The impact of variant histology on the outcome of bladder cancer treated with curative intent.
      ,
      • Minato A.
      • Fujimoto N.
      • Kubo T.
      Squamous differentiation predicts poor response to cisplatin-based chemotherapy and unfavorable prognosis in urothelial carcinoma of the urinary bladder.
      as also shown in the present study based on reconciled TCGA data. It was implicated that the gene expression signature also is related to the pathologic classification or drug response of human bladder cancer.
      • Robertson A.G.
      • Kim J.
      • Al-Ahmadie H.
      • Bellmunt J.
      • Guo G.
      • Cherniack A.D.
      • et al.
      Comprehensive molecular characterization of muscle-invasive bladder cancer.
      ,
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      Impact of molecular subtypes in muscle-invasive bladder cancer on predicting response and survival after neoadjuvant chemotherapy.
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      Divergent biological response to neoadjuvant chemotherapy in muscle-invasive bladder cancer.
      • Yoshida T.
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      • Bivalacqua T.J.
      • McConkey D.J.
      Predictive biomarkers for drug response in bladder cancer.
      A similar correlation between the molecular subtypes and treatment response has been reported for bladder cancer cell lines,
      • Nickerson M.L.
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      Molecular analysis of urothelial cancer cell lines for modeling tumor biology and drug response.
      but has not yet been shown extensively in vivo using experimental animal models. Therefore, modeling of this subtype of MIBC is highly relevant to clinically unmet needs and unanswered challenges.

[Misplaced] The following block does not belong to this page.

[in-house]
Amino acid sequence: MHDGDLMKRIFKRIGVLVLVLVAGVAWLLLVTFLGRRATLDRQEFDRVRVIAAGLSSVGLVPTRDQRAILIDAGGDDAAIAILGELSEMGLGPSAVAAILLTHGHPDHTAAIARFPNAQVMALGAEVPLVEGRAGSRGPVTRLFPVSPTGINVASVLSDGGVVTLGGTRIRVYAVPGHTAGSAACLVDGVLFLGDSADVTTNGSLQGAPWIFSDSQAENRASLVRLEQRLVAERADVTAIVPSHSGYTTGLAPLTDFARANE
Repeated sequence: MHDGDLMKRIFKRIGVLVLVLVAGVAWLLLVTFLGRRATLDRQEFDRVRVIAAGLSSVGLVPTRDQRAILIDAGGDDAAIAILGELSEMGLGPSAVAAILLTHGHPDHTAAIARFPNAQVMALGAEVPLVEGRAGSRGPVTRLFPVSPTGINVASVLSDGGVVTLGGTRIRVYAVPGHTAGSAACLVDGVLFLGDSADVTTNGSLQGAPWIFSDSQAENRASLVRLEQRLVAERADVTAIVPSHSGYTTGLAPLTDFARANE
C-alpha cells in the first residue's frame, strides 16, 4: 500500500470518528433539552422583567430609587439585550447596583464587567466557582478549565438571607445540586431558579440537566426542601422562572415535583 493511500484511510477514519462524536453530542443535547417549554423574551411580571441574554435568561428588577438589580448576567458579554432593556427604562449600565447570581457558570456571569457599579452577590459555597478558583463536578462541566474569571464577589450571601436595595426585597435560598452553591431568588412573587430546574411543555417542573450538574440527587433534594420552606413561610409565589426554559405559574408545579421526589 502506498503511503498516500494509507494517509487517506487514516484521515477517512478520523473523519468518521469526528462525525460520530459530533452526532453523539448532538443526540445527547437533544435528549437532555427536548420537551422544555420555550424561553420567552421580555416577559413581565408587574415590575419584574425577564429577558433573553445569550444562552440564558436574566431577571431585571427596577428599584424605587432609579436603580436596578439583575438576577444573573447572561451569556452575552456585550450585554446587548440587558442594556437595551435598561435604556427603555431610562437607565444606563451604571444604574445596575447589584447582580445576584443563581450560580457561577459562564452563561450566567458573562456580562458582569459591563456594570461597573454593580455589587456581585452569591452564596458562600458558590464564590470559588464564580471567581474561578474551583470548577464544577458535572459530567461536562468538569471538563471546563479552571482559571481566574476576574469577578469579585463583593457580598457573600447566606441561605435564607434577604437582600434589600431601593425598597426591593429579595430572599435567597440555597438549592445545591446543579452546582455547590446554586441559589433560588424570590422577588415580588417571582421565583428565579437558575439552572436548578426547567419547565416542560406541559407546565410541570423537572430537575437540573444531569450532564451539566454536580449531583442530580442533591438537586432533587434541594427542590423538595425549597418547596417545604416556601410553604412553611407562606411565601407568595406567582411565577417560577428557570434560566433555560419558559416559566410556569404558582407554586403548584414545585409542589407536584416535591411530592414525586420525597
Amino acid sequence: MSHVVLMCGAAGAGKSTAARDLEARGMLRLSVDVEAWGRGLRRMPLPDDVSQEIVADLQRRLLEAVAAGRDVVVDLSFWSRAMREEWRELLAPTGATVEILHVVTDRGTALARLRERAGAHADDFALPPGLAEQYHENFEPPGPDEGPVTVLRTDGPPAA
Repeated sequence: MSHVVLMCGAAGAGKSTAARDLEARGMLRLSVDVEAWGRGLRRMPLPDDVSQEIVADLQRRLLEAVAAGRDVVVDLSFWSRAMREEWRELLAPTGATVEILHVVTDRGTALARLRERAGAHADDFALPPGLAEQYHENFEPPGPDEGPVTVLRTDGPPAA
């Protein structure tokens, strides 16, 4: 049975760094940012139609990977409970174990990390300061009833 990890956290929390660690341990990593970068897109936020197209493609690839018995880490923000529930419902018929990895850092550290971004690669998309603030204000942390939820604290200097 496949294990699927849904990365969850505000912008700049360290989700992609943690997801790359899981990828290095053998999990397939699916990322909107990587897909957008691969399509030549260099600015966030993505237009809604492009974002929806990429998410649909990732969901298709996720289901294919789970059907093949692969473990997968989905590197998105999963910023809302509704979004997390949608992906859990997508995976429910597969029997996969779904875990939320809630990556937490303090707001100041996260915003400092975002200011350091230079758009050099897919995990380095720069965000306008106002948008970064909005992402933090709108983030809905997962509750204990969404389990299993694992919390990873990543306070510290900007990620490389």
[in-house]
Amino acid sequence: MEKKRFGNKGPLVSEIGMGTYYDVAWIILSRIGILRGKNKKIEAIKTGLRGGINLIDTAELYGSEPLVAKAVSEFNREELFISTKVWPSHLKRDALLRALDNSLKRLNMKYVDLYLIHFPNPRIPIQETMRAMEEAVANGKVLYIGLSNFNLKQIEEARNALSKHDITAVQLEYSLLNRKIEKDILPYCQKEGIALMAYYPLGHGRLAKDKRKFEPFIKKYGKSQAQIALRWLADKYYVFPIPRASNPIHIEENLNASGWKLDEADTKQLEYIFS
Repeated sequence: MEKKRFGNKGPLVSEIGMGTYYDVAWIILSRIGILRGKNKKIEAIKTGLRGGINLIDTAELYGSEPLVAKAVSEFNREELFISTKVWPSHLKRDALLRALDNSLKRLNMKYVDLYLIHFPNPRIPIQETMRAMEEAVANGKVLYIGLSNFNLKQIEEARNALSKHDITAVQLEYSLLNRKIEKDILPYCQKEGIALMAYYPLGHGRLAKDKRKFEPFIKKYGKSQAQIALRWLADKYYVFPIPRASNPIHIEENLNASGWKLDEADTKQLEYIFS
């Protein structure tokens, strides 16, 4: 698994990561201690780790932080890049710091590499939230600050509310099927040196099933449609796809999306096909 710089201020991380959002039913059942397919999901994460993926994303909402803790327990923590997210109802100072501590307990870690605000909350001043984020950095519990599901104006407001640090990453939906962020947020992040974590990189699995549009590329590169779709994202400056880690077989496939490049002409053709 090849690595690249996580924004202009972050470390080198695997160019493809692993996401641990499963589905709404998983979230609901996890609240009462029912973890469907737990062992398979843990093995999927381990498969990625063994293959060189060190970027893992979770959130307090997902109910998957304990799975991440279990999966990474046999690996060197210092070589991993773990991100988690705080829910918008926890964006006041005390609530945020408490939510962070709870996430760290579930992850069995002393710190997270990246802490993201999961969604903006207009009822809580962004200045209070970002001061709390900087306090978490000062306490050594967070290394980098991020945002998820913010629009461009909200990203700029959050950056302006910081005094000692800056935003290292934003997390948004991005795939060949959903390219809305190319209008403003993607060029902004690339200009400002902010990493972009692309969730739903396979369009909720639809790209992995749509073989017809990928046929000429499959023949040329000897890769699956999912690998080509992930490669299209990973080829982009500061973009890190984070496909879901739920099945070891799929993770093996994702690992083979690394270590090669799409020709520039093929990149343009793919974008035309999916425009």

In this regard, several investigators reported that BBN-induced murine bladder tumors share molecular characteristics with the basal squamous subtypes of human MIBC.
      • Saito R.
      • Smith C.C.
      • Utsumi T.
      • Bixby L.M.
      • Kardos J.
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      • Stewart K.G.
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      • Damrauer J.S.
      • Williams S.E.
      • Vincent B.G.
      • Kim W.Y.
      Molecular subtype-specific immunocompetent models of high-grade urothelial carcinoma reveal differential neoantigen expression and response to immunotherapy.
      ,
      • Fantini D.
      • Glaser A.P.
      • Rimar K.J.
      • Wang Y.
      • Schipma M.
      • Varghese N.
      • Rademaker A.
      • Behdad A.
      • Yellapa A.
      • Yu Y.
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      • Wang L.
      • Zhao Z.
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      • Collings C.K.
      • Bartom E.
      • Theodorescu D.
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      • Meeks J.J.
      A carcinogen-induced mouse model recapitulates the molecular alterations of human muscle invasive bladder cancer.
      The present study confirmed this more extensively by GSEA using newly developed gene sets showing molecular subtype-specific expression patterns. These gene sets will be useful resources for future GSEA or quick molecular subtyping in either human or mouse bladder cancers, benefitting both researchers and clinicians.
      The low efficiency and wide variation of MIBC development in the BBN carcinogen-induced model has been its major inconsistency as an animal model for use in preclinical or translational investigations. These findings suggest that pre-induced Trp53 mutations predisposes urothelial cells to MIBC, which facilitates the development of BBN-induced bladder cancer more efficiently and consistently. TP53 is the most frequently altered gene in human MIBC, particularly in the basal squamous subtypes. In TCGA 2014, for example, TP53 alterations were detected in 86% of basal squamous-like cluster 3 tumors, and they were detected in 27% of the other subtypes (P < 0.0001, Fisher exact test). In TCGA 2017, TP53 alterations were detected in 60% of basal squamous tumors, and they were detected in 52% of the other subtypes (P < 0.0001, Fisher exact test). These findings indicate that pre-induction of Trp53 would not make the mouse model deviate from the basal subtypes of human MIBC. The majority of tumors developed in Trp53 wild-type mice may harbor spontaneous Trp53 mutation or equivalent gene alterations because all muscle-invasive tumors from those mice also were categorized to the basal/squamous subtype. Time to occurrence of Trp53 mutation may affect variable time to MIBC formation in mice with wild-type Trp53.